Long-Distance Riders

I’ve meant to note for the last couple of days that this is the week of the Gold Rush Randonee. My explanation of a randonee usually prompts a reaction combining puzzlement (why would someone do such a thing?) with horror (you mean people really do that without being forced?). Here’s your basic randonee: 750 miles in 90 hours, with a series of checkpoints on the way to make sure you’re moving along smartly and not taking shortcuts.

So far, you’re just quizzical: “Yes? Hmmm. That’s a long way.”

You are correct. In ballpark numbers, 750 miles is a distance akin to San Francisco to Seattle. If you’re very motivated, you can probably do that drive in 13 hours up Interstate 5. On a bike, you want to build up to the adventure. Nice 50-mile increments would be pleasant. Take a couple of weeks to enjoy the scenery. Or maybe you’re a cycling animal and you do a 100 miles per diem, a century a day for eight days.

Here’s where curiosity encounters fear. “Ninety hours? How many days is that?”

Three and three-quarters. So to do your 750 miles in that time means pedaling a cool double-century a day. Yes, people actually do it. I can bear witness. But I won’t detour into some of the odder realities of the randonee–the night-time starts, the all-night rides, the naps in the ditches, the slow descent into an often less than coherent or rational frame of mind.

Still, you can’t help but ask: “How do you sit on a bike seat after all those miles?”

I just wanted to note the Gold Rush riders are out there, toiling from Davis, at the southwestern corner of the Sacramento Valley, across mountains and high desert to Davis Creek, just below the Oregon border on U.S. 395. They left Monday at 6 p.m., and the first rider of the 117 who started will be back in Davis in two hours or so — only 54 or 55 hours on the road. I’d like to know how much that guy slept. I know several folks on the ride, and it’s been fun to follow their progress in the Davis Bike Club’s updates. My friend Bruce, who will turn 63 this August, seems to be several hours ahead of his pace four years ago. Amazing, really.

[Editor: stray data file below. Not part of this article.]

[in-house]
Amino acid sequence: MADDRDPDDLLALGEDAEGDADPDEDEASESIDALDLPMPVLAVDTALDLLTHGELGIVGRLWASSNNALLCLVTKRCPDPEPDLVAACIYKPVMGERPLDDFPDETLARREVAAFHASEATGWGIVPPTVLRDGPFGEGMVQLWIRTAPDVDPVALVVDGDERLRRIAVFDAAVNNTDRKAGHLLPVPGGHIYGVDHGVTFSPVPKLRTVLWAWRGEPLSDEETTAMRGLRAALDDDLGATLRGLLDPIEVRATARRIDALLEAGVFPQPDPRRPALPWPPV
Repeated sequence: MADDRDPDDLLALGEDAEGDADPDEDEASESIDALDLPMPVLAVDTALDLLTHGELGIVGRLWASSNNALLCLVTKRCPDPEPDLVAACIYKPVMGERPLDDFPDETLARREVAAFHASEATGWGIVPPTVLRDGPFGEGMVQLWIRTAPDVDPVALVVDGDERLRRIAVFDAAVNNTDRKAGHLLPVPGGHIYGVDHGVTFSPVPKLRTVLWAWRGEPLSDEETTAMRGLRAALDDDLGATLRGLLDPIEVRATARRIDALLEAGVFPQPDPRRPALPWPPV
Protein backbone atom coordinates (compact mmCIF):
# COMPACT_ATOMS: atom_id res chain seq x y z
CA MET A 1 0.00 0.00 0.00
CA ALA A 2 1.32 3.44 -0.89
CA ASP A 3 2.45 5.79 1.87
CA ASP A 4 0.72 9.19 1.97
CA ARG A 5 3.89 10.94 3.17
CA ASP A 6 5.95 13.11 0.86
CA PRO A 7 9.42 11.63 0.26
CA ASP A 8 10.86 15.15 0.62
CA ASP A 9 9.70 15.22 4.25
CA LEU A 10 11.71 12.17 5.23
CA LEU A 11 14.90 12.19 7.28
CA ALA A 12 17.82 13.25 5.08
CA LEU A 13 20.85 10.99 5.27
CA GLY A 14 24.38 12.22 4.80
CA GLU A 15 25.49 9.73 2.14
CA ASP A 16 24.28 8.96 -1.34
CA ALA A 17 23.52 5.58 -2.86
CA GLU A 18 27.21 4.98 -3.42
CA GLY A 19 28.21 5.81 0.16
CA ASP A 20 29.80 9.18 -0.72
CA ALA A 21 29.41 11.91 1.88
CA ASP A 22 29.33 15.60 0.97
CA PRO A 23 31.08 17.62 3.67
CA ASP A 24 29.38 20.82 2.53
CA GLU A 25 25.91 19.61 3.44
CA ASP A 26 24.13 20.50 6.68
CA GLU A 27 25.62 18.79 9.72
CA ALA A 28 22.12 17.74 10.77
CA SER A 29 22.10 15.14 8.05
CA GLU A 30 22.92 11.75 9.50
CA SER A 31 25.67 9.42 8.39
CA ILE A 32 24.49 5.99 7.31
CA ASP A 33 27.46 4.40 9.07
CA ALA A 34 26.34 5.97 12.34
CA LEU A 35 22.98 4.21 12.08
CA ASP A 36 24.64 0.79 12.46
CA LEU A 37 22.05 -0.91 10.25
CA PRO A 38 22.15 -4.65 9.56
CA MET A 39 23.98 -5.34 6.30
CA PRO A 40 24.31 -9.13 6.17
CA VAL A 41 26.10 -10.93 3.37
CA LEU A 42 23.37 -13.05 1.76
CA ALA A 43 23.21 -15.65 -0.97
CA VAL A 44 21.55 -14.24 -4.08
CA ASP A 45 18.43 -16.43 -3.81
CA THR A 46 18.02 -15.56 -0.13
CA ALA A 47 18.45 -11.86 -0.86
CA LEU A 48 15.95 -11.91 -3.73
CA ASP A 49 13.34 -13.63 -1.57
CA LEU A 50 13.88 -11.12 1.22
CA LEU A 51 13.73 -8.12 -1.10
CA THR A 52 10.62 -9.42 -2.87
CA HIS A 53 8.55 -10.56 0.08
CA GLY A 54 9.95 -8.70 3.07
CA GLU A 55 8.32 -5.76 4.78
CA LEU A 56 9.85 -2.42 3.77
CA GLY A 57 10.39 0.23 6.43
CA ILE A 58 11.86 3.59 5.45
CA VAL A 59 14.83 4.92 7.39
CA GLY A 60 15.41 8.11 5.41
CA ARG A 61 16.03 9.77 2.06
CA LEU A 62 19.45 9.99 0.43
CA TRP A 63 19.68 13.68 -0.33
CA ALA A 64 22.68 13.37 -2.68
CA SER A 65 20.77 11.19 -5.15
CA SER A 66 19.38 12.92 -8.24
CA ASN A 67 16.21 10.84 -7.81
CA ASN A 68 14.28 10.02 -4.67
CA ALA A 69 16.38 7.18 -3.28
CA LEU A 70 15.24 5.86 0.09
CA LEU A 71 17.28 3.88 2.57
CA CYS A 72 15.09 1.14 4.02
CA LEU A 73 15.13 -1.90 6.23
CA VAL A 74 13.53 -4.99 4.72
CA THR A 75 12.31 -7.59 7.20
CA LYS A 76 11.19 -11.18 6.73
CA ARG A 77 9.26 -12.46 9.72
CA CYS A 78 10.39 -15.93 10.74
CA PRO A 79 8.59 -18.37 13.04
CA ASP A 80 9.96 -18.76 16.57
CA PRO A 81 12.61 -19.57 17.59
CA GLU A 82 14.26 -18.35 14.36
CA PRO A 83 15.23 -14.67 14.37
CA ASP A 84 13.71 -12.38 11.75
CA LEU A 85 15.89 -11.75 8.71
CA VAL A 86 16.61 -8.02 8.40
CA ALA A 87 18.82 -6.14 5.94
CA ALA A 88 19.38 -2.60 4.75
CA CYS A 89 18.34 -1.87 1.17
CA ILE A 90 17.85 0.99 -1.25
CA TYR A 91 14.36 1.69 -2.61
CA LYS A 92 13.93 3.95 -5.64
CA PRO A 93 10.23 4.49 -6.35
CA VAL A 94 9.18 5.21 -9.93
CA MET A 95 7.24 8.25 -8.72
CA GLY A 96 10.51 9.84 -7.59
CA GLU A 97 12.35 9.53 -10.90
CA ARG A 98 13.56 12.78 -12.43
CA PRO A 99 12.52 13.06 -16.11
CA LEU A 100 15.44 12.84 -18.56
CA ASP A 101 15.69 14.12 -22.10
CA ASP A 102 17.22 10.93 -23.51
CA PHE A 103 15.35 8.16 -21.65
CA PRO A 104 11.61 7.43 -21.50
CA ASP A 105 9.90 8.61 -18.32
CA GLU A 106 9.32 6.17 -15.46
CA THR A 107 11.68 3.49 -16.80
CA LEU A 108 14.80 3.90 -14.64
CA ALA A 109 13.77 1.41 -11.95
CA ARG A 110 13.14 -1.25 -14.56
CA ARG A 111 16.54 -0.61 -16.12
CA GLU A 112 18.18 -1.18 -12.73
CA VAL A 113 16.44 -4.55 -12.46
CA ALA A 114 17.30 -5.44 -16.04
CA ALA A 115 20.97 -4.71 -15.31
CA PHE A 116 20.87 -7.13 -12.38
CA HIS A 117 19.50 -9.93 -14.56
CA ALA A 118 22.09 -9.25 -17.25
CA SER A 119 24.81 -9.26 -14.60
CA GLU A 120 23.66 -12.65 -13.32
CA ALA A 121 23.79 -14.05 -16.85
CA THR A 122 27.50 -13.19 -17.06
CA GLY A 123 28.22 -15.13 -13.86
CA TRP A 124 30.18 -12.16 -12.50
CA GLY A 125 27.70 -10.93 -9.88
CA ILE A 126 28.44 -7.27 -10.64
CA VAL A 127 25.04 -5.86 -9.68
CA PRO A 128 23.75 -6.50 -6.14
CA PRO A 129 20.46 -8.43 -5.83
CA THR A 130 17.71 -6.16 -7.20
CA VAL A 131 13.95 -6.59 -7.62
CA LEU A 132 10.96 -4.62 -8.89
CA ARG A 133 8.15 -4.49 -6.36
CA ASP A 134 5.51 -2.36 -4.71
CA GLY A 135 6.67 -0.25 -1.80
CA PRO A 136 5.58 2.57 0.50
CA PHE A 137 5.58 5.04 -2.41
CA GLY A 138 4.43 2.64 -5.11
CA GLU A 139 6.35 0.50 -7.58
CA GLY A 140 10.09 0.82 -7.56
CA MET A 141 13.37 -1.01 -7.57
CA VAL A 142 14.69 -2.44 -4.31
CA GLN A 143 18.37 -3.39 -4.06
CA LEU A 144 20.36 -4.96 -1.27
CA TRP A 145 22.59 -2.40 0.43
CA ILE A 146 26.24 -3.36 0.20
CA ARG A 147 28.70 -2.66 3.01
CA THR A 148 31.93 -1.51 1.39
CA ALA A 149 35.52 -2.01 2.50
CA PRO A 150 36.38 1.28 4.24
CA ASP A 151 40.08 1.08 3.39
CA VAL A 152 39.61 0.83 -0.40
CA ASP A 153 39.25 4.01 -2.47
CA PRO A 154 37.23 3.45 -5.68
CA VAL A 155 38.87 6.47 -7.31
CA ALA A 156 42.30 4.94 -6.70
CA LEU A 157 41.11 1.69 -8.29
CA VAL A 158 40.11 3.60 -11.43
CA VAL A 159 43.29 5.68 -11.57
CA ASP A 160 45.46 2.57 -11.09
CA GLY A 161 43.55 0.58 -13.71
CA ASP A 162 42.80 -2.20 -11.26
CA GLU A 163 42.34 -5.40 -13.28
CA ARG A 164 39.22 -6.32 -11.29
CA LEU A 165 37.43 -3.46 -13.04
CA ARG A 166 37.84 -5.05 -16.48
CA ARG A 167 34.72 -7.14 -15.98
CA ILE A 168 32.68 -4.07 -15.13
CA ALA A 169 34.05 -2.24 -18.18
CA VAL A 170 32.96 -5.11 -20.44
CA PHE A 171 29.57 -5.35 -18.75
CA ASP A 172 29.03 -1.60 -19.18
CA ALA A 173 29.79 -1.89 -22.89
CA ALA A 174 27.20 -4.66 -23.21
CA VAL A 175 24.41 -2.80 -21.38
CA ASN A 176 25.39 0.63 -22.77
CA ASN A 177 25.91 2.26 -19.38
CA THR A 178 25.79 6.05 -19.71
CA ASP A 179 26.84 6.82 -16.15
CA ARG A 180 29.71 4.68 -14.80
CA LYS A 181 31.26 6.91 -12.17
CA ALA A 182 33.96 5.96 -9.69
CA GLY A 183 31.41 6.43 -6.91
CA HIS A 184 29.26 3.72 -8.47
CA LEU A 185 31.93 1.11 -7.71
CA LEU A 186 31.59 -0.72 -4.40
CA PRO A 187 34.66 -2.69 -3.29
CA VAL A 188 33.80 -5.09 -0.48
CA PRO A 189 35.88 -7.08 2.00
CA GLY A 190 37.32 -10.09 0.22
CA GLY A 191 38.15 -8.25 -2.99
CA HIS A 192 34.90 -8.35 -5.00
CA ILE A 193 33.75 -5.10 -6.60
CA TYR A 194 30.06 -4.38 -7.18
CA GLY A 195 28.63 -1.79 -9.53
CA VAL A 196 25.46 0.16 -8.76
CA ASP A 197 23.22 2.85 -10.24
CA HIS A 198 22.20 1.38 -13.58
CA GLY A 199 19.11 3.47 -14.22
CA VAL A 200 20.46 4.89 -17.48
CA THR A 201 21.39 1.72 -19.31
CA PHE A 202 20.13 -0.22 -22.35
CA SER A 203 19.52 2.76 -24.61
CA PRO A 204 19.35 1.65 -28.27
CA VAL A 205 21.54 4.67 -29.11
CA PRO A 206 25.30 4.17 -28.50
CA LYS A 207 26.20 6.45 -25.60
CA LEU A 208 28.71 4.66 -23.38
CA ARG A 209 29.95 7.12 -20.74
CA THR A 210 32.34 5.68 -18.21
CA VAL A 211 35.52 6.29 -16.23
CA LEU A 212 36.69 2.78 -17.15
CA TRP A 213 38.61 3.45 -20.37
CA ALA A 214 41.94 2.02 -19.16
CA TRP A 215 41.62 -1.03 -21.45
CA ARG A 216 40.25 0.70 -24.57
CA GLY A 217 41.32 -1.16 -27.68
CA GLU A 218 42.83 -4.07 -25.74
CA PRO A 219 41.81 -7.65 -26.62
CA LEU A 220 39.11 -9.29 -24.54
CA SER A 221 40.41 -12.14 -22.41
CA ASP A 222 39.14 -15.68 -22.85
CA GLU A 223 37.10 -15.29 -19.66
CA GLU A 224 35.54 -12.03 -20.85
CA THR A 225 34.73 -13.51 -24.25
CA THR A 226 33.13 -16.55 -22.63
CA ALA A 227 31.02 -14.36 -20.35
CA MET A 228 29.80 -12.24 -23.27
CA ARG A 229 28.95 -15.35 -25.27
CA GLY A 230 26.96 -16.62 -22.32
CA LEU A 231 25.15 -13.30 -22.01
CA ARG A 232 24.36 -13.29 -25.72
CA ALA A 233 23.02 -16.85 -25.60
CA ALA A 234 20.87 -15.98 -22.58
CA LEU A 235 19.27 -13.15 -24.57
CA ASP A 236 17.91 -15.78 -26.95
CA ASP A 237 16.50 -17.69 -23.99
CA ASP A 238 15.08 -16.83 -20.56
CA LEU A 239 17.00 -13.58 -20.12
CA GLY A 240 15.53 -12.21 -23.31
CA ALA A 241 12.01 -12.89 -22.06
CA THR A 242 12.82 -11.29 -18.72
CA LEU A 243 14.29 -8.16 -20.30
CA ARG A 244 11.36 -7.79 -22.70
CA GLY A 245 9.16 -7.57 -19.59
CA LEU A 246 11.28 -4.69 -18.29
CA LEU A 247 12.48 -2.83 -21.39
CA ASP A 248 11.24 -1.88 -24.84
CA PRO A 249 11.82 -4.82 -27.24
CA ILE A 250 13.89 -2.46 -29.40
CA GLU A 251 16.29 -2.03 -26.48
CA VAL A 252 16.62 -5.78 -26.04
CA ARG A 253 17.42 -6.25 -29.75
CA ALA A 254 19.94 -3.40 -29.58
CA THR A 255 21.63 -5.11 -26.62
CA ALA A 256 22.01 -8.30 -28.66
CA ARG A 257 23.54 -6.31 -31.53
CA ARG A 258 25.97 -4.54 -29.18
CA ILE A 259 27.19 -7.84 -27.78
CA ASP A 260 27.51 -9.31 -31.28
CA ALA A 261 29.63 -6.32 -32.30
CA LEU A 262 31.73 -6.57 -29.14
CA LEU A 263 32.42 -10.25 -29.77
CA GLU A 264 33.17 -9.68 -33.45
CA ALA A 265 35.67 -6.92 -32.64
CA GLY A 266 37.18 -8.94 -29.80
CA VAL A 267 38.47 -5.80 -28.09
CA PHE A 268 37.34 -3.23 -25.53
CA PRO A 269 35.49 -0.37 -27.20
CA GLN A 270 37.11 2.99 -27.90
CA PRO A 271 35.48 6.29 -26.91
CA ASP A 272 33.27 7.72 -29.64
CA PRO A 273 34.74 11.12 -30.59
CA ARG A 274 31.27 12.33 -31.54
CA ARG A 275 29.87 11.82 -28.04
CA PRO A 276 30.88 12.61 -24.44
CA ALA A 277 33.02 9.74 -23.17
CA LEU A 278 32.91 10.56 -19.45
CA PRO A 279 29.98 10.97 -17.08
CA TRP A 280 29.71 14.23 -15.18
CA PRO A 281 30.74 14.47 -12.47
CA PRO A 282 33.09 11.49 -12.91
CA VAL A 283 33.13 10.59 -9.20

Anyway, check out the proceedings:

Gold Rush Randonee ride updates

Gold Rush Randonee rider times

Pre-Ride Ride


Four years ago, the Davis Bike Club’s huge contingent at Paris-Brest-Paris went out for a Saturday morning ride on the first 40 kilometers of the course. The Northern California contingent is a little splintered this year, with people having a chance to qualify in four different brevet series in the greater San Francisco Bay Area (which, for purposes of this discussion, includes Davis). A couple of the DBC veterans, Craig Robertson and Jennie Phillips, led a similar ride today. Beautiful, cool, breezy weather prevailed. It was nice to get on the road, even just for the morning. I’ve posted more photos here.

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View from the Back of the Pack

It’s late, and I’m being lazy. Specifically, I’m “repurposing” (now there is a great word) a little piece I wrote for a local bike club newsletter, the Grizzly Peak Cyclists. It may be too cute by half; if so, I plead guilty and promise to get back to my usual hard-bitten prose right after I copy and paste this little gem:

An Early-Season Brevet